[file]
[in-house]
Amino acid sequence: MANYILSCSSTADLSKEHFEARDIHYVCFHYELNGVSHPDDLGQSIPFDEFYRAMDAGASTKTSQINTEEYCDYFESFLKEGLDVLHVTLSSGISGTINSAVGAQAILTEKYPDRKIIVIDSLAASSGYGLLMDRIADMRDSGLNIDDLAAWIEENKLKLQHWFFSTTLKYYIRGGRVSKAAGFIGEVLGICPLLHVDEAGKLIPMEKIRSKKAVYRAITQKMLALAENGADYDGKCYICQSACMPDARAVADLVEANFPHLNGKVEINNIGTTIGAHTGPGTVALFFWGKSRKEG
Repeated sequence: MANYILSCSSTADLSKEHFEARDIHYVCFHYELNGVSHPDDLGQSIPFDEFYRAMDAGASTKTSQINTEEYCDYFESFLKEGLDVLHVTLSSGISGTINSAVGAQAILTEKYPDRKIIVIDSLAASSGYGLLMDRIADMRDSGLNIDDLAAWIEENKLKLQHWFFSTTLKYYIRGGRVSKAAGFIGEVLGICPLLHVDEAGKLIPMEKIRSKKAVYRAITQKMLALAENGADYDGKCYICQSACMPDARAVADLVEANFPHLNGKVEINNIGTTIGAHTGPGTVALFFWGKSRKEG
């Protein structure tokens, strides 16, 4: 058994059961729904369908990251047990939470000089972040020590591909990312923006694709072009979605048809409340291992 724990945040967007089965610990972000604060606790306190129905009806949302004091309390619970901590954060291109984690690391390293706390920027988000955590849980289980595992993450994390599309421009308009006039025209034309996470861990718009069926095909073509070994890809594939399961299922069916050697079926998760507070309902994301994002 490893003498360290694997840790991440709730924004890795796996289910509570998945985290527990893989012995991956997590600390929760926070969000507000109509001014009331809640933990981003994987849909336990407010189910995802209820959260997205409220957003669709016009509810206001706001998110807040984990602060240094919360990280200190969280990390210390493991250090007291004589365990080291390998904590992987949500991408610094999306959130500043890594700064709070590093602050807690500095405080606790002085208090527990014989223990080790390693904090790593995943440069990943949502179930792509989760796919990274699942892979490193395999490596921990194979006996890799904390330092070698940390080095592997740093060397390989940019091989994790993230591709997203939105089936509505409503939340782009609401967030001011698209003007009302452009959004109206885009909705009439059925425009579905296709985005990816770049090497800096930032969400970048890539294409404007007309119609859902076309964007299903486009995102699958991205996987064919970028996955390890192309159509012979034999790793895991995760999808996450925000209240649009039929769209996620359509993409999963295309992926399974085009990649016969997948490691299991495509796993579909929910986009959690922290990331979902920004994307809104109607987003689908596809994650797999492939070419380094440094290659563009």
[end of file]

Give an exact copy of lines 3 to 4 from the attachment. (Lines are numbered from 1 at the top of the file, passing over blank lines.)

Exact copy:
Repeated sequence: MANYILSCSSTADLSKEHFEARDIHYVCFHYELNGVSHPDDLGQSIPFDEFYRAMDAGASTKTSQINTEEYCDYFESFLKEGLDVLHVTLSSGISGTINSAVGAQAILTEKYPDRKIIVIDSLAASSGYGLLMDRIADMRDSGLNIDDLAAWIEENKLKLQHWFFSTTLKYYIRGGRVSKAAGFIGEVLGICPLLHVDEAGKLIPMEKIRSKKAVYRAITQKMLALAENGADYDGKCYICQSACMPDARAVADLVEANFPHLNGKVEINNIGTTIGAHTGPGTVALFFWGKSRKEG
């Protein structure tokens, strides 16, 4: 058994059961729904369908990251047990939470000089972040020590591909990312923006694709072009979605048809409340291992 724990945040967007089965610990972000604060606790306190129905009806949302004091309390619970901590954060291109984690690391390293706390920027988000955590849980289980595992993450994390599309421009308009006039025209034309996470861990718009069926095909073509070994890809594939399961299922069916050697079926998760507070309902994301994002 490893003498360290694997840790991440709730924004890795796996289910509570998945985290527990893989012995991956997590600390929760926070969000507000109509001014009331809640933990981003994987849909336990407010189910995802209820959260997205409220957003669709016009509810206001706001998110807040984990602060240094919360990280200190969280990390210390493991250090007291004589365990080291390998904590992987949500991408610094999306959130500043890594700064709070590093602050807690500095405080606790002085208090527990014989223990080790390693904090790593995943440069990943949502179930792509989760796919990274699942892979490193395999490596921990194979006996890799904390330092070698940390080095592997740093060397390989940019091989994790993230591709997203939105089936509505409503939340782009609401967030001011698209003007009302452009959004109206885009909705009439059925425009579905296709985005990816770049090497800096930032969400970048890539294409404007007309119609859902076309964007299903486009995102699958991205996987064919970028996955390890192309159509012979034999790793895991995760999808996450925000209240649009039929769209996620359509993409999963295309992926399974085009990649016969997948490691299991495509796993579909929910986009959690922290990331979902920004994307809104109607987003689908596809994650797999492939070419380094440094290659563009």